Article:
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Input Really Needed on this....
Old 7th September 2004
  #1
Gear Nut
 

Input Really Needed on this....

So...On Wednesday(Today being monday)...i go into a studio to lay down drum tracks for my bands album...then am taking the tracks from there..and doing guitars, bass, vox at my studio...knowing that...this is going to be a rock album..like story of the year, incubus, 311, but better of course :D:D:D...

This is the top studio in Colorado, guy is running a 40 input AMEK Mozart automated analog console with Neve Modules, and every microphone i could want...he's got some preamps and other gear listed http://www.rockyrecorders.com/equipment.html

Was wondering if any yall had some suggestions to what would be some good mic choice/preamp choice to get that really powerful, big drum sounds...without way too much compression...I was thinkin this...

-414's As OHs(or maybe u87s, or stereo ribbon mic)-ran through 2 737s???
-421s on top of toms, U87s on bottom(for nice resonance, and some xtra body)-maybe through the Grace 801 pres..
-414 on the snare top, small condensor on bottom(maybe sm81, somethin in that range)-ran through board pres
-Then RE20 on inside kick, u87 or other large condensor about 1-3 feet-not sure what pre's
-No Room mics, i rarely use them anyway...can emulate with my r4000...
-Also maybe small condens neuman on hihat...

I have 3 days in this studio to get 14 drum tracks sounding damn good...expensive as hell...so i am trying to do things right the first time...

Any suggestions, techniques, etc...would be greatly appreciated...sorry for the length of this...

Thanks all.
Brian
Old 7th September 2004
  #2
Here for the gear
 
paradigm's Avatar
 

first off - compression is a major factor in making things sound big. obviously it can make them sound small as well which is why it needs to be used correctly.

Kick - d112 or d12 or 421 inside and a 47 fet outside but just outside the hole. i generallly eq the inside for attack and the outside for low-end then combine the two via a buss and compress. dbx 160's or 160x's work great. 3-7 db of compression. the eq's on the mozart should be fine but i'd use the api's.

Snare - try combining a 57 and a small condenser together for the top and if you need a 57 for the bottom. again api eq's and the dbx'x will work great or possibly a distressor.

Toms - i'd reverse and use the 87's on top, pad them and use the board. grace stuff sounds soft to me and i've never been happy using them. use some compression on the buss to tape and don't be afraid to give them a whack.

O/H - 414's are great and use the board.

USE ROOM MICS!!!!! set a pair of 87's up and play with the distance. compress them a bit harder and blend in just under.

one last thing - if you have a great board and a limited amount of time to record something - use the board. don't overthink.

good luck.
Old 7th September 2004
  #3
Gear Addict
 
largeunit's Avatar
 

Make sure you have a great sounding drumkit and great drummer - and make sure what's coming out of the speakers sounds like the drums sound. I agree on the "don't overthink" advice. And I would keep the compression very light - you can always add later.

The chances are, if this is an unfamiliar environment to you, that things are going to sound different to you when you get home, so I would minimize the critical, "no-turning-back" choices like going for it with the compression.
Old 7th September 2004
  #4
Here for the gear
 
paradigm's Avatar
 

fair enough LU but im assuming that he understands and listens to a control room before doing anything. thanks for mentioning the kit - also pay the extra money and get a guy to tune them. have him listen to how the guy plays and if he is good then he can tune to how he plays.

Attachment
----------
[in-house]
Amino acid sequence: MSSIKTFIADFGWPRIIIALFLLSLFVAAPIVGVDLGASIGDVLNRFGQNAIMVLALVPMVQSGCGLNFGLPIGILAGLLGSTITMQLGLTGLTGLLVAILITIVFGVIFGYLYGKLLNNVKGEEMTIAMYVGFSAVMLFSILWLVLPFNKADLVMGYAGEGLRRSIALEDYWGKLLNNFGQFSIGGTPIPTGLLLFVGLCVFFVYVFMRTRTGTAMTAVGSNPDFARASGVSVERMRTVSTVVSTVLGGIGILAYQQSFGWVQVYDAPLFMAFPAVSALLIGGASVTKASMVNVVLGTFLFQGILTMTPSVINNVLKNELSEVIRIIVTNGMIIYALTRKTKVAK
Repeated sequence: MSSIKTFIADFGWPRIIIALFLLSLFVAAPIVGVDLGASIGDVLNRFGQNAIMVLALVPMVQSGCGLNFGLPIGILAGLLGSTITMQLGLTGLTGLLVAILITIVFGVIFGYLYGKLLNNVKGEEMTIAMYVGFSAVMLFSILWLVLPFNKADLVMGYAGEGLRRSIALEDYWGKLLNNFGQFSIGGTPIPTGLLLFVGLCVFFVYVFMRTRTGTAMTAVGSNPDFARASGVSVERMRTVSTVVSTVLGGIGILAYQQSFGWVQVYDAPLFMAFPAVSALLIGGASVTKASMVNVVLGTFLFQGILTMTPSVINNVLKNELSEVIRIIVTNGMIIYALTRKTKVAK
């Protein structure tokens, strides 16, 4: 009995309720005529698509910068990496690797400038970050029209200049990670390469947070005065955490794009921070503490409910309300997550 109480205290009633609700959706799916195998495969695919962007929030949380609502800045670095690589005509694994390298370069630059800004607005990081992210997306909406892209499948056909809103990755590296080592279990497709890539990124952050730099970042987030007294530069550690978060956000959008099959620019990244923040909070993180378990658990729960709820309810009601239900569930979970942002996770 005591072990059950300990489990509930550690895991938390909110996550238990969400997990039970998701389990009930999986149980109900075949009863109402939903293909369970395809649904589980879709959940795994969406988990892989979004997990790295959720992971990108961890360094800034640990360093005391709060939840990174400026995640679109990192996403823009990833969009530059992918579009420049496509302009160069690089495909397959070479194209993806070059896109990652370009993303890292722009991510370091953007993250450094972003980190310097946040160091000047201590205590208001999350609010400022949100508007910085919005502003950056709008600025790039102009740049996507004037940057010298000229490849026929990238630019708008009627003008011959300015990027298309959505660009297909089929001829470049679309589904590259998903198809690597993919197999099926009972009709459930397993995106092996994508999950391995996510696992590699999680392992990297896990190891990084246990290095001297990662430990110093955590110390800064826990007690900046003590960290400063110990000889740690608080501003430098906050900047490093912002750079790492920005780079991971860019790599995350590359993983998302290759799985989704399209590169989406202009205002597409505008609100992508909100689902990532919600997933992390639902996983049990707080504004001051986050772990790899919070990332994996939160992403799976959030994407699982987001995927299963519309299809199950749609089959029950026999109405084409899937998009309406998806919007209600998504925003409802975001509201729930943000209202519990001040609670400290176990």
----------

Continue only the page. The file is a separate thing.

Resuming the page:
Old 7th September 2004
  #5
Lives for gear
 
GearHunter's Avatar
 

I like the RE20 idea on the inside--OR an Audio Technica ATM25 or a Sure SM7. I find a D112 to be tubby, rubbery and "doinky". I have never liked that mic on kick and still can't figure out why people use them. They have a plastic mid and a rumbly, non musical low. If you have to use an AKG, a D12E or an old D25 is the way to go.

As far as outside the kick, the FET47 rules, but if the studio doesn't have one, an 87 or other large condenser is good. A great substitute for a FET47 is a Sony C48, but most studios don't have one.

And a great pair of 414s on the overheads, well placed, will be the key to a big excellent drum sound. (You might need to spot mic the ride, and any small cap or heck, even a 57 works).

Old 7th September 2004
  #6
Moderator
 
TonyBelmont's Avatar
 

A nice pair of C414EB's would be perfect for overheads! I wouldn't run those through 2 x 737's though.... Damm, no Neve or API preamps?????
Old 8th September 2004
  #7
Gear Guru
 
Drumsound's Avatar
Quote:
Originally posted by paradigm

USE ROOM MICS!!!!! set a pair of 87's up and play with the distance. compress them a bit harder and blend in just under.


good luck.
I'll second that. You CAN NOT get the sound out of a reverb box!

Also, find out what has worked in that room (in general for drums) according to the staff engineer, who should know the place pretty well.
Old 8th September 2004
  #8
I would simply try to get the house engineer solidly on your side.

Simply tell him that you are keen to make the best use of the ALL cool outboard & mic's the studio has, perhaps bringing in some CD's he/she can listen to for reference while they have their morning coffee.

Let THE ENGINEER run with that, I would be wary of tying their hands too much,

Smartest thing to do is elevate the engineers "engineering vibe" and let them get on with the task.

Sure fire way to get a house engineer pissed off at the start of a session is to jump over their head to make the gear used decisions... (scratching your chin looking at racks mumbling, "I wonder if that would be better on the snare") He knows the place better than you.

You COULD say you were interested (and willing to pay for) the time to audition mic' pres on the key sources - kick / snare / OH - and encourage him to have fun with you doing that with you in jolly a co-engineering, gear shoot out spirit.

Or alternately if you really DO want to call the equipment used shots - (IMHO unwise) tell the studio that you don't require an engineer and that you will be engineering and for them to only allocate you a (cheaper) in house assistant / junior engineer that you can boss around.

If it is the best studio in Colorado - open your mind to making FULL USE of the best engineering, gear choices, mic selection, compression choices - in Colorado also!

TIP: as you are the 'producer' on the session rather than overtly concearn yourself with the engineers job, dont drop the ball on your the producer jobs to do, don't forget to provide

Various snares
New heads
A WIDE selection of cymbals / rides / hi hats
A rested drummer without a hangover
BPM / tempo maps of all the tunes
Enough Sticks / hot rods to last you
Hard drives / midi / smpte / tape reels that you need